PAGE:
Sports! Not every shonen anime needs to be an over the top action fest, case in point - Haikyu!!. It is a sports anime about volleyball. The main character is Shoyo Hinata, a high school freshman considered too short to play volleyball. What Hinata lacks in height, however, he makes up for in terms of agility and being an excellent jumper.

This is probably one of the better sports anime out there right now, and essential to anyone who loves a good underdog story. It is pretty popular and highly recommended for sports fans.

It features fantastic character development and some of the best sports action seen in shonen anime, not to mention showing that you don't need to be the biggest to accomplish great things.

7) Gintama

Do you like parodies? Do you like it when tropes are turned on their heads? Then you'll love Gintama! The series comes particularly recommended, if not essential, for those that love to poke fun at the staples of shonen anime.

The lead character is a lazy bum who wants to read manga all day, while the supporting characters have to help him run a business in an alternate era of Japan that was ruled by aliens.

Right off the bat, there's antics galore from Gintoki himself being an absolute wreck of an adult to the police chief always cosplaying. The humor is top notch and nothing is above lampooning, from older manga to Dragon Ball. It's also a long one, with 10 seasons in the series itself.

8) Attack on Titan


War, heartache, shock and death. These are four words to describe Attack on Titan. This anime revolves around the desperate struggle to survive against insurmountable odds and the seemingly gargantuan Titans that seek humanity's end.

It features ongoing mysteries, bloody action, and a lot of desperate choices. Furthermore, the endgame has several twists that not a lot of fans saw coming.

While the endgame twists and turns may have put off audiences, particularly the manga's ending, the series itself is still worth watching and is practically essential to catch up before the anime adaptation ends in 2023.

Despite deaths and blood, Attack on Titan is at its heart, a story of humanity and how bonds of love can see people through the harshest of challenges. It also features a revenge-obsessed character in Eren Yeager going full villain by the end, which is a twist on many a shonen hero's direction.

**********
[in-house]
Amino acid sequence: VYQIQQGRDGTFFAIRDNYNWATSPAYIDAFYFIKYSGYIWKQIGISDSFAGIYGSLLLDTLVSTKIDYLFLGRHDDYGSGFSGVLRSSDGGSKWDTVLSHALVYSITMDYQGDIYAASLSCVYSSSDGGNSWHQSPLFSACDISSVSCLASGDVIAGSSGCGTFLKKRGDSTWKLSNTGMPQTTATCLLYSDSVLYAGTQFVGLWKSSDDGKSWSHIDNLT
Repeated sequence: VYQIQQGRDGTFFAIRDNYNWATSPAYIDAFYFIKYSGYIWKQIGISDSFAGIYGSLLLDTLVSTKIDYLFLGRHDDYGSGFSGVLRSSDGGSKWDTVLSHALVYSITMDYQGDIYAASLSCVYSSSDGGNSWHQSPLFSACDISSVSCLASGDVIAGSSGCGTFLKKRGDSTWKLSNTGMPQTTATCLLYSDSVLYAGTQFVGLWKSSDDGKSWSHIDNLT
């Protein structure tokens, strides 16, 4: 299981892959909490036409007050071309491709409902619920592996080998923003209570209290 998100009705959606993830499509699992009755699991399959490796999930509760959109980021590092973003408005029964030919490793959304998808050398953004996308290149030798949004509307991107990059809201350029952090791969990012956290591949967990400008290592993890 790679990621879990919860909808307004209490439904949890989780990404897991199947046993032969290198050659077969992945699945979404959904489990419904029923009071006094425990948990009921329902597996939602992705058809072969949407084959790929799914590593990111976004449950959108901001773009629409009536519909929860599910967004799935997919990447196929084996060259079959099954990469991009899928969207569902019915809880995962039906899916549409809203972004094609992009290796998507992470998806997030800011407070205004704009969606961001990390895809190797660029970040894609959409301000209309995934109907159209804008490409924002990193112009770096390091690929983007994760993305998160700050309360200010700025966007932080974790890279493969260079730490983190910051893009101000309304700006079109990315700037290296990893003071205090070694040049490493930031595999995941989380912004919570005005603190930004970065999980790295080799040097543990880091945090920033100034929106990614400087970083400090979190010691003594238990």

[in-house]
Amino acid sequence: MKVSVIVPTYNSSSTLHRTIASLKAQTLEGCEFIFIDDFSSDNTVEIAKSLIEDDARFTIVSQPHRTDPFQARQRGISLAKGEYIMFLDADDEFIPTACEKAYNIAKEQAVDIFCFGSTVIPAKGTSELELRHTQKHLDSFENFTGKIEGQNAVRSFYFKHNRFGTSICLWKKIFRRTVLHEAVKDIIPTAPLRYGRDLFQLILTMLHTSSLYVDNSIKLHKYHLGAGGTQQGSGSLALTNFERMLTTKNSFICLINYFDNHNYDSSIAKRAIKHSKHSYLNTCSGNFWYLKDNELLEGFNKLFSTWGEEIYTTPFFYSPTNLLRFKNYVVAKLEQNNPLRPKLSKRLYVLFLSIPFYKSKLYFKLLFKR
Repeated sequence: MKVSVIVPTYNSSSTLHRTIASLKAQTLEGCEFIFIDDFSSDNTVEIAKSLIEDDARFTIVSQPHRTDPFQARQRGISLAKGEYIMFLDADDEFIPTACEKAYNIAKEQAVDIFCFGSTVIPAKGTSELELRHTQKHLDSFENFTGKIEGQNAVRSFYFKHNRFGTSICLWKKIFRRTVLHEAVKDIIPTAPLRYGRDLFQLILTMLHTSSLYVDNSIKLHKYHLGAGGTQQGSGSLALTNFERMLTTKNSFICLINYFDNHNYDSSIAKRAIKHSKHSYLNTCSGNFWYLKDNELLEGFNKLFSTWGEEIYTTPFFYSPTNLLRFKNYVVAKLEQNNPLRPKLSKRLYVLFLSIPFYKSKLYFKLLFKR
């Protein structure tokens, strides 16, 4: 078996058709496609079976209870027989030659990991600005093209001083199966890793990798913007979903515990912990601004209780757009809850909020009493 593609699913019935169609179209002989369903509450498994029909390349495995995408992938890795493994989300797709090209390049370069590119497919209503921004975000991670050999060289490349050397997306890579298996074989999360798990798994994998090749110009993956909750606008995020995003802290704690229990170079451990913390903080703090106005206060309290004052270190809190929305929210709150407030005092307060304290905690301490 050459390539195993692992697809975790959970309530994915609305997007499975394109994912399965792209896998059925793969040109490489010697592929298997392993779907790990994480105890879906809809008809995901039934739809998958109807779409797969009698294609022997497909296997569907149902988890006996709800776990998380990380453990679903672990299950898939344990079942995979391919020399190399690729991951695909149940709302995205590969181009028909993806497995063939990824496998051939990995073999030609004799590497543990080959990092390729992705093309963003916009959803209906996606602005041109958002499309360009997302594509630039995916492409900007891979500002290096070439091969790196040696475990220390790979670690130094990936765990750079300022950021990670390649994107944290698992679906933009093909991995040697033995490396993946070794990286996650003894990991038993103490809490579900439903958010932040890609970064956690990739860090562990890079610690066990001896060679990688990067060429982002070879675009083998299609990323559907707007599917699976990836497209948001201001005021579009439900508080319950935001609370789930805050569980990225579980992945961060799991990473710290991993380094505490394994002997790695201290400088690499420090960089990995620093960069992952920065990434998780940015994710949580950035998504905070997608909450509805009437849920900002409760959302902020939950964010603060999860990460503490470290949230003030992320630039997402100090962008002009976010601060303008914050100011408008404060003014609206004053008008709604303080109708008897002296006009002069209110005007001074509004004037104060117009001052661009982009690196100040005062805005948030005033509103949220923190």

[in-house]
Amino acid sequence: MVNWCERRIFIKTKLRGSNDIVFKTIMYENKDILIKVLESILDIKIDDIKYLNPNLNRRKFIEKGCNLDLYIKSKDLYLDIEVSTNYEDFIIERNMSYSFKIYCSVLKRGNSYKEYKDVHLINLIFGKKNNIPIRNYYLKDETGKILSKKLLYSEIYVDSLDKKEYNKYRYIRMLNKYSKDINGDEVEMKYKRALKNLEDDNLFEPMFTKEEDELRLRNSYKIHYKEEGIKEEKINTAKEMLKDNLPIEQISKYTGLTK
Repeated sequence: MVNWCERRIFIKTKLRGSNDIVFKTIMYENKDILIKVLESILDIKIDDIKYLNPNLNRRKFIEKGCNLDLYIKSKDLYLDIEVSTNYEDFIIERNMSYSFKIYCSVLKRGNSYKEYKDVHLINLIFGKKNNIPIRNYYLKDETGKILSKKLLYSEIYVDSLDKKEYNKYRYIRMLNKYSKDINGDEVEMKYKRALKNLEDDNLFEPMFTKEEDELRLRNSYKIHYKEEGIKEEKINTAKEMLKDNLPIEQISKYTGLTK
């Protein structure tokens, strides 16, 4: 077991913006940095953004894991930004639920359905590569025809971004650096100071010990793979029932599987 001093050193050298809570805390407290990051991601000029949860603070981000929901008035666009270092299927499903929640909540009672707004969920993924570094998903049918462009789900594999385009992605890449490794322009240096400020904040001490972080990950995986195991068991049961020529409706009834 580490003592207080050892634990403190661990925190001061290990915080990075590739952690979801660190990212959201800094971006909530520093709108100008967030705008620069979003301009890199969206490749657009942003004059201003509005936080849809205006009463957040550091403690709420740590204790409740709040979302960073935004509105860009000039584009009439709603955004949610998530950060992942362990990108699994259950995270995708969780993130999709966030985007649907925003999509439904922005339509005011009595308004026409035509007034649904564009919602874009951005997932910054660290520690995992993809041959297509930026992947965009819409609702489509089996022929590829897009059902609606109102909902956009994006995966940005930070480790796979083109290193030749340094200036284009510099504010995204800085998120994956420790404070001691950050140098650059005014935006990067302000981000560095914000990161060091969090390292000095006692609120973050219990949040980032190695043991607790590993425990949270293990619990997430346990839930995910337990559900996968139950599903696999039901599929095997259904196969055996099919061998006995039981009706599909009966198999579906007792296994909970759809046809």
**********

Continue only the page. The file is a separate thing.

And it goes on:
9) Death Note

Death note cover image (Image via Studio Madhouse)
Death note cover image (Image via Studio Madhouse)

If you were intrigued by Eren's turn to villainy in Attack on Titan, and wondered if there was a shonen anime starring an actual villain protagonist? Look no further than the horror/thriller Death Note and its protagonist Light Yagami.

Light is the son of a police officer who, upon stumbling upon the titular Death Note, gains the ability to kill people simply by writing their name down.

There aren't many villain protagonists in shonen anime, so Light Yagamai stands as an icon in that respect. When you add in the fact that nobody, from Light, to L, to the SDF, to L's replacements later on, plays by any sort of fairness or rules in this cat-and-mouse game,

10) My Hero Academia

My Hero Academia cover (Image via Studio Bones)
My Hero Academia cover (Image via Studio Bones)

Superhero media has dominated the pop culture landscape for well over the past decade. So, naturally, anime has its own take. For Seinen fans, there's the parody One Punch Man which focuses on the deconstruction of the over-the-top aspects of many of the above anime and superheroes in general. For shonen fans, there's My Hero Academia, which presents a more idealized take on superheroes.

My Hero Academia is essential for fans who feel as though superheroes should act like heroes. There are more than enough deconstructions of superheroing where the heroes are inimical or straight-up villains like One Punch Man, The Boys comic and TV show, and Watchmen to name a few.

While My Hero Academia does put a spotlight on the flaws of a superhuman society, and how society often kicks down those it deems "useless," the heroes save people, the characters feel like friends, and there's generally a sense of optimism even when the villains triumph.

Bonus mentions


Who says romance is dead? This romance-based shonen anime comes recommended as essential viewing for those who are tired of the same 'defeat the big bad with more power' style plots.

This is more low key, focusing on the efforts of two friends trying to play matchmaker and end up falling in love with each other. The shenanigans are aplenty, and the love is real.

Gurren Lagann


Giant robots! Universal stakes and destruction! Loud and proud protagonists and rivals to match! Gurren Lagann comes recommended courtesy of longtime mecha anime fans, as it pays tribute to all those that came before it while making its own mark on the anime landscape.

The robot combinations, large weapons, and the final fight against the Anti-Spiral lend this anime a lot of staying power.

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Edited by Sijo Samuel Paul